The former teen idol and Melvins collaborator pens tell-tale memoir, promises new music in 2020
In the late 1970s, teen idol Leif Garrett was on top of the world.
However, most teen idols are like shooting stars and the platinum blond with the killer smile eventually found out that there wasn’t much job security in being a teenaged heartthrob.
Growing up as a teen pop star certainly had its perks, and Garrett took full advantage of them all. He first smoked hash at age 14, snorted his first line of cocaine at 16 and lost his virginity the same year.
At 58 years old, Garrett recently penned his memoir Idol Truth (released on Post Hill Press and co-written with author/journalist Chris Epting). Within its 304 pages, Garrett captures an honest account of his life’s highs and lows. According to Garrett, there was a lot of looking in the mirror and finding out things about himself, which ultimately proved to be cathartic.
“The only way to tell a story is to be honest,” Garrett recently told Rock and Roll Globe. “It’s remembering what it was like then as a young man. The transition was never really made to go from a teen idol to an adult. [Writing the book] was very cathartic for me, it’s just part of the growing in my life.”
Born in 1961 as Leif Per Nervik, Garrett was bit by the acting bug at just five years old by appearing in his first commercial. The young actor went on to be featured in over sixty hit television shows (even hosting his own The Leif Garrett Special in 1978) and numerous movies including the 1970’s Walking Tall franchise and 1983’s Francis Ford Coppola’s cult hit film The Outsiders.
VIDEO: The Leif Garrett Special 1979
Some of Garrett’s lows described in the book include his breakup with actress Nicollette Sheridan, his drunk driving car wreck while still only 17 years that left his passenger Roland Winkler a quadriplegic, a couple of heroin possession arrests, a failed intervention and multiple rehab attempts.
One of the highlights of the book discusses VH1’s 1999 Behind the Music episode, which delved into Garrett’s car crash. Although the segment thrusted Garrett back into the spotlight, he feels it was for the wrong reasons.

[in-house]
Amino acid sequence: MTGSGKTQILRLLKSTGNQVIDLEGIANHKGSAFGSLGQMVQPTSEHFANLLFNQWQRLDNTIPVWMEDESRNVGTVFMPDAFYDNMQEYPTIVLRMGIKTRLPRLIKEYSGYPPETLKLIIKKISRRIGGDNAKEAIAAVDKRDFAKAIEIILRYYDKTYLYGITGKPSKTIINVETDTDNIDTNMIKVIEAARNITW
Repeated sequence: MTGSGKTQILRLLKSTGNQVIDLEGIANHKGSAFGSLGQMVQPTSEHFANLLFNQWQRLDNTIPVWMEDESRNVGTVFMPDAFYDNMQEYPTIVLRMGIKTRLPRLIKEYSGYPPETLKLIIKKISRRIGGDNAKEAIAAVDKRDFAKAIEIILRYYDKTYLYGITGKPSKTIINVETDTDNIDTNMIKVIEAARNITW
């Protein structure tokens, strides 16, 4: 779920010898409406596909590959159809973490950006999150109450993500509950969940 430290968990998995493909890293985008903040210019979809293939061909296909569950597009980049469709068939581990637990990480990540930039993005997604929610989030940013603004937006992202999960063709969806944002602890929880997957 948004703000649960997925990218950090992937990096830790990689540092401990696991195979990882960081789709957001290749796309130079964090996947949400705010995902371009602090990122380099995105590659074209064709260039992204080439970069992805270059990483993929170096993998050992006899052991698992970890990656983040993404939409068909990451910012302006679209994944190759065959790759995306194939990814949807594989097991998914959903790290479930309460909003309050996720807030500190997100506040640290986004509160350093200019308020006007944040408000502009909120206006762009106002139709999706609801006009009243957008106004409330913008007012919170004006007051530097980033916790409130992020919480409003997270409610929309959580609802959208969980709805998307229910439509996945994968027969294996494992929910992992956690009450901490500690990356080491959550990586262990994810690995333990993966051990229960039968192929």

“I really would have liked to have gotten deeper on Behind the Music into the situation with the management moreso than the drug thing,” he said. “There’s obviously things that I regret and one of them obviously being the car crash. That was very difficult and I beat myself up for it, and quite deservedly so. And as uncomfortable as it may be, it could’ve been either one of us who was in the passenger seat. I didn’t want to get into the car with him because oddly enough he had been drinking. Which I had, too.”
Throughout Idol Truth, Garrett consistently scrutinizes his management team — Scotti Brothers Records, led by Tony Scotti and his brother Ben — over musical decisions, managerial practices and the overall handling of him while being under contract.
“(Management) weren’t really in it for the long haul, I don’t believe,” Garrett said. “Even though that’s not what he said in the interview (at the end of the book). And we kept that verbatim, word for word of what was asked to him and what he responded with. It’s obviously untrue. You don’t explode with gold and platinum records if you’re not generating money for a company.”
Epting initially reached out to Garrett years before about writing a book, but he wasn’t ready to tell his story yet. Although there wasn’t one particular event that made him ready to do it, there was a moment of clarity that felt right.
“I didn’t want the book to come from a bitter or angry place,” Garrett admitted. “I also had some issues that I wanted to have completely cleared up before I got into a book; if anything, it would be sobriety. But also, my dad just passed away a few months ago. I kind of wanted to get it out before he passed, but I missed that by a little bit. I don’t think there was (any one thing) in particular (to write the book), it just felt right.”
Garrett continues to write new music and play gigs and is hoping to release new music in the somewhat near future. He also has been bitten by the acting bug again and is thinking about pursuing a few movie roles. According to Garrett, throughout the entire writing process for Idol Truth, he learned a few things about himself.
Knowing what he knows now, what would 58-year-old Leif tell 17-year-old Leif?
“Think of the future,” Garrett stated. “Think further ahead than the night in front of you. Be a little more respectful of what you have and don’t be so willing to gamble that.”
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